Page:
The UK car market continues to show signs of a strong recovery, with official figures showing the best July figures since 2016. Registrations were up 11.3% on the same month last year – although the market remains almost 42% down year-to-date.
While the Tesla Model 3 sold strongly through lockdown it has since fallen out of the top 10, with more mainstream models returning to form. The Vauxhall Corsa (now available in pure-electric Corsa-e guise) took the top spot, with the evergreen Ford Fiesta sitting in second.
Other models in the top 10 also available with electric or hybrid powertrains include the Mercedes A-Class (fifth), the MINI Hatch (eighth) and the Ford Kuga (10th). The Corsa, A-Class and MINI all feature in the year-to-date best-sellers, too.
The UK car market began to recover from the coronavirus-enforced shutdown in June, but registration numbers overall were still down nearly 35% on the same month last year. Year-to-date the market was down 48.5%.
Things picked up strongly in July – especially for ‘alternative fuel’ vehicles, with plug-in hybrids showing the biggest percentage increase. PHEV registrations were up 320.3% year-on-year, while pure-electric vehicles jumped 259.4%. Even conventional hybrid cars saw a 64.9% increase year-on-year.
The numbers mean that electric cars now have a 4.7% market share (39,119 cars) so far in 2020, with plug-in hybrids accounting for 3.3% (26,955) of all models sold. Petrol cars still account for the vast majority of new car registrations, however, with a 59.6% (494,000) share of the market.
Back in April, the SMMT (Society of Motor Manufacturers and Traders) revised its outlook for car sales in 2020 as a whole; it now expects just 1.68 million new cars to be registered this year, which would be the lowest annual figure seen since 1992.
Mike Hawes, the SMMT’s chief executive said at the time: “A strong new-car market supports a healthy economy and as Britain starts to plan for recovery, we need car retail to be in the vanguard. Safely restarting this most critical sector and revitalising what will, inevitably, be subdued demand will be key to unlocking manufacturing and accelerating the UK’s economic regeneration.”
The UK hybrid and electric-car market in 2019
Electric-car sales shot up by 220% in December 2019, ensuring that battery-electric vehicle registrations ended the year with a record 1.6% share of the overall market. A total of 37,850 electric vehicles joined the UK’s roads last year, up from 15,510 in 2018. This was despite total car sales – which are still dominated by petrols and diesels – falling by 2.4% over the 12 months of 2019.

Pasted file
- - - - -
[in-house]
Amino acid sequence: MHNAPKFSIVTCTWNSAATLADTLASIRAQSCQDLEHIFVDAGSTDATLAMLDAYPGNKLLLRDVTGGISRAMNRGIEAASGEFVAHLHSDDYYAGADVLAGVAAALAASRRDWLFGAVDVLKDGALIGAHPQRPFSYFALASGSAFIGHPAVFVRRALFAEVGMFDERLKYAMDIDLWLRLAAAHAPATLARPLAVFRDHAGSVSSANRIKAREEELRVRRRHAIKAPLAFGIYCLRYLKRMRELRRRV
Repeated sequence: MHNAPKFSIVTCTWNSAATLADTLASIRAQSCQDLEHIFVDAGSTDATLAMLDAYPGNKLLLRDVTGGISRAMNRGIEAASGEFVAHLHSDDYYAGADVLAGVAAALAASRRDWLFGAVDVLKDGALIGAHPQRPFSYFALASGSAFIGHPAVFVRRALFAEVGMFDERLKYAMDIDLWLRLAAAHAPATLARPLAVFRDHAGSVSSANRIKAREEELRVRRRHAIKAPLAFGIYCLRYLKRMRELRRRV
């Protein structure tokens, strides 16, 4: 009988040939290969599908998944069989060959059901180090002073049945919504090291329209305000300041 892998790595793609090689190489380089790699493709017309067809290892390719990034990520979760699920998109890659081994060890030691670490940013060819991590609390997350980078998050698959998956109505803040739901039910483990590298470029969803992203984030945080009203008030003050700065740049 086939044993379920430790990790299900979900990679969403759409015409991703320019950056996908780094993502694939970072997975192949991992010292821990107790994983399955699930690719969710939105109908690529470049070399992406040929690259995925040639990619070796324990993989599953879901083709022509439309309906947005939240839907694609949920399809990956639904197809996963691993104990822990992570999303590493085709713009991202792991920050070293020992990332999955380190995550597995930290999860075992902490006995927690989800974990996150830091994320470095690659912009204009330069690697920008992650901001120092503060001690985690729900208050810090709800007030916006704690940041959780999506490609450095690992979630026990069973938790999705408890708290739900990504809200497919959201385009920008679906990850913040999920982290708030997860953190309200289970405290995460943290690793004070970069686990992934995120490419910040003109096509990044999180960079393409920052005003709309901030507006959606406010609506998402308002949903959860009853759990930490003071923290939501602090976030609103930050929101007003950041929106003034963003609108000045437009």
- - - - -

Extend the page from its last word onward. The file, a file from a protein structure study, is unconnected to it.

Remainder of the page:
Elsewhere, plug-in hybrid registrations rose for the second month in succession in December 2019, with 21.8% more PHEVs sold then compared to December 2018. Total sales for the year remained significantly down, however, with 17.8% fewer plug-in hybrids being registered compared with 2018. Battery-electric vehicles now represent a larger proportion of the new car market than plug-in hybrids.
Sales of petrol-electric mild-hybrids increased on 2018 levels: 26,316 sales represents a 172.1% increase, although that number is dwarfed by the 740.5% increase achieved by diesel-electric hybrids.
The most popular fully-electric car was the Tesla Model 3, though part of this is due to pent up demand for a car that only launched in 2019. The Nissan Leaf was the second best-seller, with the Jaguar I-Pace in third. The most popular plug-in hybrid was the Mitsubishi Outlander PHEV, followed by the BMW 3 Series and BMW 5 Series. The new LEVC taxi made the list, too, sandwiched between the MINI Countryman hybrid and Volvo XC90 in sixth place.
While the overall market share for electric and hybrid cars remained low, demand for these models was rising at a rapid rate: Kia boosted supply of its popular e-Niro SUV in order to clear its lengthy waiting list.